Both my co-DM and I were screaming “no!” to each other (we’re playing online, so the players can’t hear this) when they were discussing the possibility of opening the door. We thought that surely one of the players would point out the foolishness of opening a door leading deeper in a dungeon that they had not explored yet and thus far had had monsters lurking around every corner! Surely they would realize that a dragon is not as bad as a dragon plus more monsters! Surely they would realize that closing a door is only going to possibly prevent the dragon from getting at them for a round or two at most! Sadly, they did not, and open the door they did. This was when my co-DM and I had to quickly decide what to do. We had designed the dragon to be a winnable fight, especially given the layout of the previous room, but we knew that if we introduced the entire extra encounter that was behind this door, the players would die. This was one of the hardest decisions I have ever had to make as a DM. Do I put the kobolds in this next room as designed, knowing that it will definitely kill at least some of the party, or do I cheat by clearing the room or lowing the stats of all of the monsters involved so that the dragon plus kobolds still equals the challenge of one encounter? Or maybe I could have the kobolds be hostile towards the dragon so his attention gets split, perhaps making the fight easier?

In the end, I decided to run it as designed. An easy mistake a DM can make when running a game is to make the players invincible. No matter what the players encounter, they will always win regardless of whatever bad decisions they might make along the way. The DM fudges the dice where needed and rebalance the encounters as neccesary to ensure the players always come out victorious. For some groups this might actually be fine! If the objective of the game is to tell a story of heroes conquering challenges, then what is the problem with them succeeding? I feel, however, and I think most players feel, that the game is more fun if there is an actual risk of failure. We’re playing a game and as such it is possible to lose this game if you do not play it well enough. In the end this is why I decided that the decision of opening a door deeper to an unexplored dungeon was a big enough lapse in judgement that the players deserved what was coming to them. But listen to me! That makes me sound like the bad guy! Maybe I am, this time.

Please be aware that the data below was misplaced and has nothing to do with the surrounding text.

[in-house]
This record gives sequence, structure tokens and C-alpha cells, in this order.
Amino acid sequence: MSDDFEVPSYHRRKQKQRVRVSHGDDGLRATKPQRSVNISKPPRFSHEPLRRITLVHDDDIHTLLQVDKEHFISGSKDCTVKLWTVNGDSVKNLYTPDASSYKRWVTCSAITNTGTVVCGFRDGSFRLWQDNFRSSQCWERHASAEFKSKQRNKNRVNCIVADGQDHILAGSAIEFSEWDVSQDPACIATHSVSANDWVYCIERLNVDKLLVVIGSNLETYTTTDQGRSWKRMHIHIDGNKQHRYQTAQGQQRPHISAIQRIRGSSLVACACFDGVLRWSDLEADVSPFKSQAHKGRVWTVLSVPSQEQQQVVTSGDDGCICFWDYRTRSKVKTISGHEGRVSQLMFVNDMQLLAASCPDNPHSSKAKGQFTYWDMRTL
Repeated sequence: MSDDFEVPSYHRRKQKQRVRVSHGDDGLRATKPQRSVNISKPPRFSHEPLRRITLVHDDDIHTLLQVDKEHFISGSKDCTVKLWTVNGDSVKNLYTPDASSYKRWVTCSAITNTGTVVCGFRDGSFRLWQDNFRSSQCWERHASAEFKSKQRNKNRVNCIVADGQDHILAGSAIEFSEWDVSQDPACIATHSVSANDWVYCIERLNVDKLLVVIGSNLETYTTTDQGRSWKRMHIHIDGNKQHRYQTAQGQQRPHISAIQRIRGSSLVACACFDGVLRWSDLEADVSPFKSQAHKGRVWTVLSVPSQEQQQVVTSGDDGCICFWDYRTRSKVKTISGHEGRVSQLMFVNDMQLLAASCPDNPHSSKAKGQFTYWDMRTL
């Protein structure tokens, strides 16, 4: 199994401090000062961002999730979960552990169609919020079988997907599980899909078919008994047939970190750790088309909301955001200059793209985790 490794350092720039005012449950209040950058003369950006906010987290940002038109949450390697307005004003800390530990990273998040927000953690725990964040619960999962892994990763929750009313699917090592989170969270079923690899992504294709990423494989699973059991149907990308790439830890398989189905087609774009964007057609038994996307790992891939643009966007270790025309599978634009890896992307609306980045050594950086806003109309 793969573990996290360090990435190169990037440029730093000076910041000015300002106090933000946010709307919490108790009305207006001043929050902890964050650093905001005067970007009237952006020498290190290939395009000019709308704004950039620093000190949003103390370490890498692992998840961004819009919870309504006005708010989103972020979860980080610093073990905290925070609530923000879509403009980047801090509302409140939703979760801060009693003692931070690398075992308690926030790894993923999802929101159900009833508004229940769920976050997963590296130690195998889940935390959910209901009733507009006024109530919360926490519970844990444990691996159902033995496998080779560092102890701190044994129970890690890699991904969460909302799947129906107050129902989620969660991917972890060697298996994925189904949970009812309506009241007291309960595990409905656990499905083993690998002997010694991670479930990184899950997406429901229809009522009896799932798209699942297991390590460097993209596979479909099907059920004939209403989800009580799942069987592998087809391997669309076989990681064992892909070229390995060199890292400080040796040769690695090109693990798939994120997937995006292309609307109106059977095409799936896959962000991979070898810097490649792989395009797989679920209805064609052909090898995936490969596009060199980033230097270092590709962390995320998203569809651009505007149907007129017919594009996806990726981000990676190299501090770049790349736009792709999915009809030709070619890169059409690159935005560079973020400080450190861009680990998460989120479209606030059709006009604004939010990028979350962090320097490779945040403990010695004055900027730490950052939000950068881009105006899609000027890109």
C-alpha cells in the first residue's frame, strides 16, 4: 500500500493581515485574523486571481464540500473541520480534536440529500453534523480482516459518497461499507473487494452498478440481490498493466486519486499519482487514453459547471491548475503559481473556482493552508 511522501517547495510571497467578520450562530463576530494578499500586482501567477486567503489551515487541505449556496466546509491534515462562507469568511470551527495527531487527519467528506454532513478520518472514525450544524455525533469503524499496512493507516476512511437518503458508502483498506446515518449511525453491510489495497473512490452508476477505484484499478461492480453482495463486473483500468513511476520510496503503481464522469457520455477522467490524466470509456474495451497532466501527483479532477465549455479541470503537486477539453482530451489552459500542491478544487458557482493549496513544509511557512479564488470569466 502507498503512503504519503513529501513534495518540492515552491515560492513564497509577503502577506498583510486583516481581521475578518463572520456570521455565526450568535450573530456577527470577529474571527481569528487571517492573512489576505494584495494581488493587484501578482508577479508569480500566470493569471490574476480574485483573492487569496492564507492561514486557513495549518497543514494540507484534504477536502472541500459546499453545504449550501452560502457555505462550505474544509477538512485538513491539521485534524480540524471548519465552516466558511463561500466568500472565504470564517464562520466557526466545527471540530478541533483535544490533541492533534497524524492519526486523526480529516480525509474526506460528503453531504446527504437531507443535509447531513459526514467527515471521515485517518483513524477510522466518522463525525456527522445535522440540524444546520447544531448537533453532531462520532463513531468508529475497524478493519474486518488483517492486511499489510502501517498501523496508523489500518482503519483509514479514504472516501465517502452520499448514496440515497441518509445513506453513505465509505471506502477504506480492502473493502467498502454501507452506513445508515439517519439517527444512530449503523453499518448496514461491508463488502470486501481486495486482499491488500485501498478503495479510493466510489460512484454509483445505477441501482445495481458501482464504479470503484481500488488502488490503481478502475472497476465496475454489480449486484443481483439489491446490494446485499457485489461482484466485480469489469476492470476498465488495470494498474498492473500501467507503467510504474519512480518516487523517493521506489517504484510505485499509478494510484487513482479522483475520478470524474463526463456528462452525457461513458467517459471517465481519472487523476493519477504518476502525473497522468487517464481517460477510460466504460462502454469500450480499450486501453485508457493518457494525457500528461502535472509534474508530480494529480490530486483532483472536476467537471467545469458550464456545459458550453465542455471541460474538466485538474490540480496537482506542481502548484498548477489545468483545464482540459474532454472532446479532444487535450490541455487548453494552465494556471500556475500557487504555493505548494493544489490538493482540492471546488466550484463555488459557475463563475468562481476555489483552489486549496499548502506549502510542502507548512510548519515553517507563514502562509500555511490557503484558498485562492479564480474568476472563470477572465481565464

I decided to scale back the difficulty a bit to give the players some extra time to retreat if they so chose. I figured after a few rounds of seeing the dragon not get bloodied while the players took significant damage, they would definitely choose to retreat. They did not. Despite me not using some of the dragon’s more nasty powers (such as the ability to retaliate against any enemy that misses it in melee combat) the players started to drop like flies, yet they still stood their ground. Several rounds later, 3 of the 4 players were knocked unconcious and the fouth decided to make a run for it. Having previously used a daily power that granted him considerable extra speed, he was actually able to outrun the dragon and leave his new friends behind.